R.I.P. – The Spy Who Came in from the Cold by John Le Carré

As they got to the door, Control put his hand lightly on Leamas’ shoulder.
“This is your last job,” he said. “Then you can come in from the cold.”

The Spy Who Came in From the Cold is a 1963 spy/crime thriller novel by John Le Carré. The protagonist is an agent called Alec Leamas, working for the British Intelligence Service (referred to as “the Circus”) in early Cold War Berlin. He gets called back to London by his spy master, Control, who gives him his last, scary assignment.
When I started reading this book, my first spy novel, I had no idea what to expect. With a continually twisting story line, the book is fast and packed with tension. Anything I reveal under “Summary” could be counted as a spoiler; the book is best read directly and is a must read.
The story is genuinely complicated and seems highly probable. This is what a spy’s life is like; each man for himself and no one is a hero. There is no flashiness and no glamour, just dark and touchingly realistic experiences. More than anything else though, the book, coming from an agent himself, sounds a lot like an anecdote, making it all the more involving.
The characters are great, each with a detailed background story. It is not easy to figure out their motives and Le Carré has maintained the suspense throughout the novel; letting us know little at a time, and keeping us wait for more. The relationships are complex but not complicated – the single love story is intricately involved in the plot, leaving many blanks for us to fill. The story is mostly plot based, but it involves some of the strongest characters ever.
The book is not only a thriller, but so much more. I might just have found my new favourite novel.
I wrote this book review as a part of the R.I.P Challenge.

9 thoughts on “R.I.P. – The Spy Who Came in from the Cold by John Le Carré”

  1. I'm so glad to have stumbled across your wonderful blog. Consider me a new follower. 🙂

    As far as I'm concerned, this is certainly one of the best novels in the spy/thriller genre. John le Carre sets the bar really high for himself and everything else that I have read by him has paled in comparison. If you are interested in checking out another great work in the genre, I highly recommend "Our Man in Havana" by Graham Greene, which was written a few years before le Carre's novel and was certainly an influence.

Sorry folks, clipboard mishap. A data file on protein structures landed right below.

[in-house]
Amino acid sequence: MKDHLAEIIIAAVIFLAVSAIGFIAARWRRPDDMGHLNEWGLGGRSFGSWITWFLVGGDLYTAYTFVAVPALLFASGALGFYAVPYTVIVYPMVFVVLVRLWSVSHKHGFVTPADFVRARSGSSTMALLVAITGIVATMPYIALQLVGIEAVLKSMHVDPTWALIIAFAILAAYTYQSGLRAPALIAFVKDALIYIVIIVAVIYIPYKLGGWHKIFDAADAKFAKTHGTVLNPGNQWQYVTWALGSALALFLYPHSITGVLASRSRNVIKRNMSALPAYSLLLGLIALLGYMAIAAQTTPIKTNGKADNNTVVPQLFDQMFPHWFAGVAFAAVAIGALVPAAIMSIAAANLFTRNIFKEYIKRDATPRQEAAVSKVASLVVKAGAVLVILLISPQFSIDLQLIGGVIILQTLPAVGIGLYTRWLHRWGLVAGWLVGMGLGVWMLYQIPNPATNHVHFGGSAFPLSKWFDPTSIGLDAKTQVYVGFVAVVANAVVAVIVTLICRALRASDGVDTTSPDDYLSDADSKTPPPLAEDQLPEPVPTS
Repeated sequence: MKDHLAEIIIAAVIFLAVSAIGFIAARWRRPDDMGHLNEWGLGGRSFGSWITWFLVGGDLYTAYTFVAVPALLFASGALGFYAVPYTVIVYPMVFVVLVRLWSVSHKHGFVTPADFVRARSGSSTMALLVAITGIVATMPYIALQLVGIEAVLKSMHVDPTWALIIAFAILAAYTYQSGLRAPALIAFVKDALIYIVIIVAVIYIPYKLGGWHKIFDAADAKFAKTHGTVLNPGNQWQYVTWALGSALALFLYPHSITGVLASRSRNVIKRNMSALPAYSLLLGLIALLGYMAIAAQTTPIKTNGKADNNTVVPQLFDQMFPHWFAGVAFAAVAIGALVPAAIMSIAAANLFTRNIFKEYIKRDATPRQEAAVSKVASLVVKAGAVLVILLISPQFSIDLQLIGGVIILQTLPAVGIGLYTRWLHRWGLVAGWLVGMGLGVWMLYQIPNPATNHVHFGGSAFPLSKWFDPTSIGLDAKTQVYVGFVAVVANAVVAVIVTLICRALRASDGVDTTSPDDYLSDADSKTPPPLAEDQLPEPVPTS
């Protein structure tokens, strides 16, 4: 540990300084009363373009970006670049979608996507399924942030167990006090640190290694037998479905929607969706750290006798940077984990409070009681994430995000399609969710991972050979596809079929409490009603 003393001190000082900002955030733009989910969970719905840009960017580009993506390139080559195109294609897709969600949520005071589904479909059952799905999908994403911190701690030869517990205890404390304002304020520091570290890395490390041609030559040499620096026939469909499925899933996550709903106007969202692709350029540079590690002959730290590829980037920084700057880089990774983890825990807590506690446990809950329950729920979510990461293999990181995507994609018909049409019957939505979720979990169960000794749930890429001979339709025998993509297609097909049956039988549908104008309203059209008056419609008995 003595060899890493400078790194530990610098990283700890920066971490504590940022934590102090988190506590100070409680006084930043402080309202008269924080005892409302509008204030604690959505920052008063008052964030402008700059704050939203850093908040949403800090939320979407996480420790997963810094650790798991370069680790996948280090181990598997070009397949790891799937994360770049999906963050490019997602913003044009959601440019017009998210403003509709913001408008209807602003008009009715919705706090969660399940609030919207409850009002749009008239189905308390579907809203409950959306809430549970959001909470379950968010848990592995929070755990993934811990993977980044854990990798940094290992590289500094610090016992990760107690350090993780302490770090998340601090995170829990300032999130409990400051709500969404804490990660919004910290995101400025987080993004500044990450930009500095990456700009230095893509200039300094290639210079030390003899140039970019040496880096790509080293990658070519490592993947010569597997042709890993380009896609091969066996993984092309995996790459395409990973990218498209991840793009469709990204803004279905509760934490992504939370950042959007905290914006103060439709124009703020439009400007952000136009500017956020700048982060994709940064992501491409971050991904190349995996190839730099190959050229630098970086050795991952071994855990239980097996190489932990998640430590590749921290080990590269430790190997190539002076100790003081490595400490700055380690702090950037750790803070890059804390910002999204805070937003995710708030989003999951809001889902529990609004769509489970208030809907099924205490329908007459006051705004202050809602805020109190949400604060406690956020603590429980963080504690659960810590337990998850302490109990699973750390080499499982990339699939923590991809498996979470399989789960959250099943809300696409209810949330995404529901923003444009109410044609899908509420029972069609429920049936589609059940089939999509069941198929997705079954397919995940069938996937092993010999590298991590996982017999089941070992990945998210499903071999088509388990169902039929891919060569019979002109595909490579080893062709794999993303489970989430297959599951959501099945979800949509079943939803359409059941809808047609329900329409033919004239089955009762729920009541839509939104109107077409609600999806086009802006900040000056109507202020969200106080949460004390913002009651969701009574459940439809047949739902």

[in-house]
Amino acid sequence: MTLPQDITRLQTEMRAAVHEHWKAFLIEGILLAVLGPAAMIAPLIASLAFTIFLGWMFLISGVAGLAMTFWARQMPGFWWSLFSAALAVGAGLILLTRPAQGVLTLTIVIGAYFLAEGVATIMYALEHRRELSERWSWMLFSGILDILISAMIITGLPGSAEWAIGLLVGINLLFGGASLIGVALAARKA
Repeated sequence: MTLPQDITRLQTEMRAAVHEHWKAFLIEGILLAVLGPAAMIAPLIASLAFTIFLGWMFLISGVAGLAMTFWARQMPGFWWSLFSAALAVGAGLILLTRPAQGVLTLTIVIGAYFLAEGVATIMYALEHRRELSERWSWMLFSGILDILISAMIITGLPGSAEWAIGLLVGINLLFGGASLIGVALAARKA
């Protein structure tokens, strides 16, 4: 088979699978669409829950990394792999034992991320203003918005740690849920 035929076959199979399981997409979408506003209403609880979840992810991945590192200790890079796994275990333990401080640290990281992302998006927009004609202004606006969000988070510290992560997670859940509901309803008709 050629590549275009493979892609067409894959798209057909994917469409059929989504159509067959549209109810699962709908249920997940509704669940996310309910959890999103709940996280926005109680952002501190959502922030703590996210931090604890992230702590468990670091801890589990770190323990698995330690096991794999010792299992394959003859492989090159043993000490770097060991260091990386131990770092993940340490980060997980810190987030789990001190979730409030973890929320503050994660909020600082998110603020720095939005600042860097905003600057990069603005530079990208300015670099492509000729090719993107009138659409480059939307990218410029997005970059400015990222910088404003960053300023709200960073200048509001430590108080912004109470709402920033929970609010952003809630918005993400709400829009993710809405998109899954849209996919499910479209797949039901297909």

2. I read this a few years ago and though I found it difficult to get into, I really enjoyed it in the end. (I should point out that spy/thriller/political books usually aren't in my TBR pile, so my opinion doesn't have a lot of knowledge of the genre behind it.) Strangely enough, I tend to like the films that are made from le Carre and Greene, which makes me want to read further in the genre. For example, I really want to see the new film Tinker Tailor Soldier Spy, but really should read the novel first!

    Happy reading to you!


  3. Jason C. – I haven't really read any sort of spy novels till now; but seeing as how I loved this, I will now. I wanted to read Le Carre's Tin, Tailor, Soldier, Spy before I watch the movie. And I have heard of Graham Greene of course, so thanks for the suggestion, I'll have to see if I can get my hands on this book. Thanks for stopping by!

    Kate – It took time getting used to the writing, but I still liked it. Oh, yes, I am planning to read the novel before I watch the movie too, if I ever get to it; which seeing my huge TBR pile seems kind of impossible at the moment. Anyway, glad you stopped by!


  4. Kailana – I know, it is one of my favourite covers of this book; the cover perfectly describes the book, so I'm guessing you'll like it too if you read it!


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